Thursday, 19 November 2009

CIPD09: Leading the HR function

 

   I was hoping to see Warner Burke this morning, but he seems to have disappeared off the programme, so instead I’m with Kevin White from the Home Office and Stephen Lehane from Alliance Boots talking about HR leadership.

White has conducted his own mini-survey of 70 current and future leaders in civil service HR.

Some of the quotes from the survey relating to how HR leadership is perceived today include:

  • You have to have the balls
  • A sense of humour is essential
  • Business first, HR second
  • Psycho-babble misinterpreted as knowledge
  • Saying ‘no’ whilst offering options
  • A high IQ is helpful
  • Trying to please too much
  • Inspirational and passionate
  • Ignorance translated into chaos
  • All mouth and no trousers.

 

You’ll know from my previous posts that I have concerns over this “business first, HR second” thing.  But I thought White expressed it nicely: We earn the right to set at the table through our expertise, but we need to get better at understanding the wider organisation to understand how to apply HR solutions.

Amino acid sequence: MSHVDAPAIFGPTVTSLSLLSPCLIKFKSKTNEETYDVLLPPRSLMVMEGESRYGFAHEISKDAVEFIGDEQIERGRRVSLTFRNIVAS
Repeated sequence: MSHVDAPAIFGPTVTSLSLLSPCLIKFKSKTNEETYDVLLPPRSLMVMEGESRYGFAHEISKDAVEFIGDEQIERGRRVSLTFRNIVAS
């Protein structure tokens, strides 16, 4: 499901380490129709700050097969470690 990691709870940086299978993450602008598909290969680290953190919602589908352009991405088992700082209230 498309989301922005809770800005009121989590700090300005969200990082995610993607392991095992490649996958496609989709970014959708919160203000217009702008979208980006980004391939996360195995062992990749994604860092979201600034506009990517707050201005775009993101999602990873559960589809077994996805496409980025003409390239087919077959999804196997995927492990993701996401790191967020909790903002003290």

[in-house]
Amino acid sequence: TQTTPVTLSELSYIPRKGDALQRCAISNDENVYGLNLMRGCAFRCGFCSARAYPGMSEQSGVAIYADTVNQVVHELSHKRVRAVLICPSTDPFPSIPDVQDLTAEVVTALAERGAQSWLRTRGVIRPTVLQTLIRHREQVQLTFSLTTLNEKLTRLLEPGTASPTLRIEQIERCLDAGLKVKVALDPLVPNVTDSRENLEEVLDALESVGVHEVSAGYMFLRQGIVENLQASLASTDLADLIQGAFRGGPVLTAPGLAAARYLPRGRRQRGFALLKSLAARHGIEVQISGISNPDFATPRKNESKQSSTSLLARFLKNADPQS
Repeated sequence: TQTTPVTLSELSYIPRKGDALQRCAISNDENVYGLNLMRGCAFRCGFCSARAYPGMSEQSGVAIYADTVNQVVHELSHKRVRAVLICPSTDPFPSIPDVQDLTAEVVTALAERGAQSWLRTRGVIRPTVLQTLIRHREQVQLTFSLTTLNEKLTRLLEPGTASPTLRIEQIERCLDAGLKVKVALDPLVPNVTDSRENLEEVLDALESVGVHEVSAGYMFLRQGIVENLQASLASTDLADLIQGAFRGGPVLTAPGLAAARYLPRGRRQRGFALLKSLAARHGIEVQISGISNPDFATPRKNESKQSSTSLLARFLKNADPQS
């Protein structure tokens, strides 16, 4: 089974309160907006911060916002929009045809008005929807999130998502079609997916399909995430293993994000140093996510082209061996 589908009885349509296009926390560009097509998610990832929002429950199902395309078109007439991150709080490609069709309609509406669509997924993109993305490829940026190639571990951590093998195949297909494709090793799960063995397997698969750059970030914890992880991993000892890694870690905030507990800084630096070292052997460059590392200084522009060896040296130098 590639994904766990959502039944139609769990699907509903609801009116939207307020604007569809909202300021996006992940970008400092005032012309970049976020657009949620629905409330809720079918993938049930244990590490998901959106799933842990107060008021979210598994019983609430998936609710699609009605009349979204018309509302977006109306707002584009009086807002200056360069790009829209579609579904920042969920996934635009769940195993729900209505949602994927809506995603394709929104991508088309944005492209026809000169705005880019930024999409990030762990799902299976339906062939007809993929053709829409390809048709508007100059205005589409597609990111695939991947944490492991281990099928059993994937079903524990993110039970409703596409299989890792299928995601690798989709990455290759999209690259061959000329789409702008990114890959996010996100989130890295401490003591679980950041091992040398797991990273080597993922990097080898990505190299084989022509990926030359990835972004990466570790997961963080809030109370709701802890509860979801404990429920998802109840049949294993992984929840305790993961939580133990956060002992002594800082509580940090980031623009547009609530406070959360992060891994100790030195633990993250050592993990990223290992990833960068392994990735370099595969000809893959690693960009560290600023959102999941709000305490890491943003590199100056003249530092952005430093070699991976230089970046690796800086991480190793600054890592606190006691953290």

Other thoughts:

  • Senior leaders of HR may be better coming from outside of the function, but you need some structure around this
  • HR makes great number 2s to their CEOs (people who are determined to be #1 may not be flexible enough (it’s not about you).

 

   Lehane suggests the following attributes:

  • Positive dissatisfaction
  • Leading for what you care about
  • Big relationships
  • Understanding the ‘real system’
  • Building demand
  • Active engagement
  • Avoid HR
  • Deliver the basics
  • Enrol your Personal Support team.

 

Relationships are of course the area I’m suggesting all leaders need to focus on.  Lehane is asking about how do you make your relationships bigger and deeper?  “Think about your worst relationship and work on it.  You’ve got to invest in it to develop your ability to get things done.”

His point on building demand links to this as well.  HR needs to support things bur it needs to stand for things and lead things as well.  It needs to be bold and confident.  It shouldn’t be about selling products.  “If you need to work on getting buy-in, you’re not sufficiently embedded in your organisation, you don’t really understand what’s going on.”

 

 

 

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